top of page
  • Larry

Showing Hospitality Like Jesus Did

Hospitality is far more than opening up your home. Hospitality is about opening up yourself to others. It is not merely about hosting a nice dinner party or providing a comfortable place to stay; it encompasses a warm sense of welcoming, acceptance, and love towards others. Jesus is our model for showing hospitality and here are 4 ways we can learn from Jesus.

1. Jesus Welcomed Outsiders

The heart of hospitality is opening up your life to another person – a person who is outside of your “home.” You cannot be hospitable if you are not welcoming to outsiders. It is no big thing to welcome your close friends or to open your home up to those who will elevate your social status. The real test is how we extend hospitality to those who are not able to reciprocate our hospitality. What about approaching new comers to our church? Do we actively welcome them and make them feel at home especially those who look different to us?

Jesus ate with tax collectors, interacted with Samaritans, and loved sinners of all kinds. He was welcoming to outsiders.

Jesus’ encounter with the Samaritan woman in John 4 is a beautiful picture of his welcome of outsiders. He treated her with respect. He engaged her in conversation and he offered to her the greatest gift of all – namely, Himself. There was a great cultural divide between Jews and Samaritans. But Jesus set aside these differences and engaged her where she was. He welcomed her.

We too are called to exhibit this kind of welcome to outsiders. Instead of categorising people and shutting ourselves off from them, Jesus calls us to welcome “outsiders” into our lives.

2. Jesus Humbly Served Others

Hospitality involves service to others. Jesus did this by washing the feet of his disciples, by feeding the hungry and healing the sick. Jesus was consistently selfless. He put the needs of others above his own. Jesus illustrated this in the parable of the Good Samaritan (Luke 10:25-37).

In that parable the priest and Levite turned a blind eye on the man who was dying on the side of the road. But then the Samaritan stopped to help. He put the needs of the man in the ditch above his own needs. In order to do this, he had to set aside his own plans and face the inconvenience which helping would entail.

3. Jesus Helped Others Feel Safe in His Presence

Jesus consistently offered compassion and understanding to those who were burdened by sin, guilt, and shame. He invited them to be authentic — just as He was authentic. They knew that they would be accepted in his presence.

We now look at the story of the sinful woman in Luke 7:36-50. The religious leaders stood in judgment over her including Simon, the pharisee who hosted dinner for Jesus. She was an outcast and certainly would not have felt welcomed in Simon’s house. Yet in Simon’s home, Jesus modelled hospitality by how he received this woman. He welcomed her, let her express her heart and self through her actions, and defended her against her accusers. She clearly felt comfortable sharing who she was and also finding healing and forgiveness of sin from Jesus.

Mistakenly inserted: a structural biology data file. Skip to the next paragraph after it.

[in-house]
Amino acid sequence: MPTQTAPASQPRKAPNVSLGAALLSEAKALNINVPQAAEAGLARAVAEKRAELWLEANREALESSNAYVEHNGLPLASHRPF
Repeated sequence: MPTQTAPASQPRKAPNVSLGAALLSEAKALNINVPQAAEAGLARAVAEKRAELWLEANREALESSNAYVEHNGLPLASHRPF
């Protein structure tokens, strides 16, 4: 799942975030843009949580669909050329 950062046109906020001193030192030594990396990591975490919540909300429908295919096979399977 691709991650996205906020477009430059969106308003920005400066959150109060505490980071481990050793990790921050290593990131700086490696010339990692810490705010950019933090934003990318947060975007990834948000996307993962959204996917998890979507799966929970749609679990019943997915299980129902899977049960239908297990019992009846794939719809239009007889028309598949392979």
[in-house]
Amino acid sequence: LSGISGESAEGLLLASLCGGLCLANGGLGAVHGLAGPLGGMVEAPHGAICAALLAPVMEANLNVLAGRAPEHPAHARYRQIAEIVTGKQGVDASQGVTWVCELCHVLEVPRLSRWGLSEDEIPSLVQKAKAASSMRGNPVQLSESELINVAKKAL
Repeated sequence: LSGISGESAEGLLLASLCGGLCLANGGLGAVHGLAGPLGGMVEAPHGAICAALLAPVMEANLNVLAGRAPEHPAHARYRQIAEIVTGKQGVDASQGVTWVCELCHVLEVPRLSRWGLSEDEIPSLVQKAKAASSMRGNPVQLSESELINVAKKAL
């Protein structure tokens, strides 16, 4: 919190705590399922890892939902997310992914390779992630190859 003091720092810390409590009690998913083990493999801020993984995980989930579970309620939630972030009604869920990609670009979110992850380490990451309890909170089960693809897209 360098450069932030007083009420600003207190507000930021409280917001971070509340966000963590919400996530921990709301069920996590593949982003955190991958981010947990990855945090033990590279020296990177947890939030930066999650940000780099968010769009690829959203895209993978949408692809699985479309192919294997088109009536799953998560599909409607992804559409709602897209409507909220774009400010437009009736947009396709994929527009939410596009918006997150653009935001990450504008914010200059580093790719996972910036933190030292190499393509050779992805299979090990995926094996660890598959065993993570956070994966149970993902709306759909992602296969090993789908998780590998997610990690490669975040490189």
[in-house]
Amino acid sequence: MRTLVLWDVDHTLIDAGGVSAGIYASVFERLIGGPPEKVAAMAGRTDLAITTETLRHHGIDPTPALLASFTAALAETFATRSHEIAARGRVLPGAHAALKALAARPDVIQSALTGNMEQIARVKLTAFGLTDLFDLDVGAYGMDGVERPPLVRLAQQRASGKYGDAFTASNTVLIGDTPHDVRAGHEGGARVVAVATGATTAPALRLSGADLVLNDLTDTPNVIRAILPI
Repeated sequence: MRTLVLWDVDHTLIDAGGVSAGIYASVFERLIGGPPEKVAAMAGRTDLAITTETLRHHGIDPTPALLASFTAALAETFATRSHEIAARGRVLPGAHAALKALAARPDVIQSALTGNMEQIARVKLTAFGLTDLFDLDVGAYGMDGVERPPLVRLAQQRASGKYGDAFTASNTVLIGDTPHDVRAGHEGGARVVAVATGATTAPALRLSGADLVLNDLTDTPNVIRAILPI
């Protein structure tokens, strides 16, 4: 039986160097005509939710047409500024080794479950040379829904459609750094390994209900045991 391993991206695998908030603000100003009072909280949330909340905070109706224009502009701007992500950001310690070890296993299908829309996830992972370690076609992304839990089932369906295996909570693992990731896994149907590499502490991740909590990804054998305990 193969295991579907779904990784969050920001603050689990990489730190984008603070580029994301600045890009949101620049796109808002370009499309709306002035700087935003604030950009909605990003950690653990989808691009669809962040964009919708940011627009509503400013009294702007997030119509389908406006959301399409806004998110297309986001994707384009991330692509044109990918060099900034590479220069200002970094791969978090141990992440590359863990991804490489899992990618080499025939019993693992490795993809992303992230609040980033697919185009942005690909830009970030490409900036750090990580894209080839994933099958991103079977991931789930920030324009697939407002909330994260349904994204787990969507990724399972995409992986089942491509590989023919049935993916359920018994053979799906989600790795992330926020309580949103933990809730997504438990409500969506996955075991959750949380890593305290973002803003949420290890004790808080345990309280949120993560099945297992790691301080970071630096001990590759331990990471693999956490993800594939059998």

We too must reflect Jesus' love, acceptance, and forgiveness.

4. Jesus Drew People Out and Engaged Them

Hospitality is not a one-sided act. It requires genuine listening, engaging, and valuing the stories and experiences of others. Jesus was a master at engaging people in meaningful dialogue, offering his undivided attention, and truly listening to others.

When Jesus stopped for blind Bartimaeus in Mark 10:46-52, he responded with compassion. Jesus drew him out with the question “What do you want me to do for you?” which is the language of hospitality. Blind Bartimaeus answered; “I want to see Lord,” and he received his sight from Jesus.

When others enter our home, they should feel welcomed. Jesus interacted with people in such a way that it communicated “you are accepted here.”

People of Hospitality

Hospitality lies at the heart of the Christian faith, and Jesus serves as the perfect example for us to emulate. By welcoming the outsiders, humbly serving others, making them feel safe and welcomed as we actively engage them, we will be practicing hospitality in a way that reflects the love of Christ.

Jesus lived hospitality. His hospitality is the reason why many of us have a place in the kingdom of God. Let us be people of hospitality and reflect Jesus in our lives.

God bless you,


bottom of page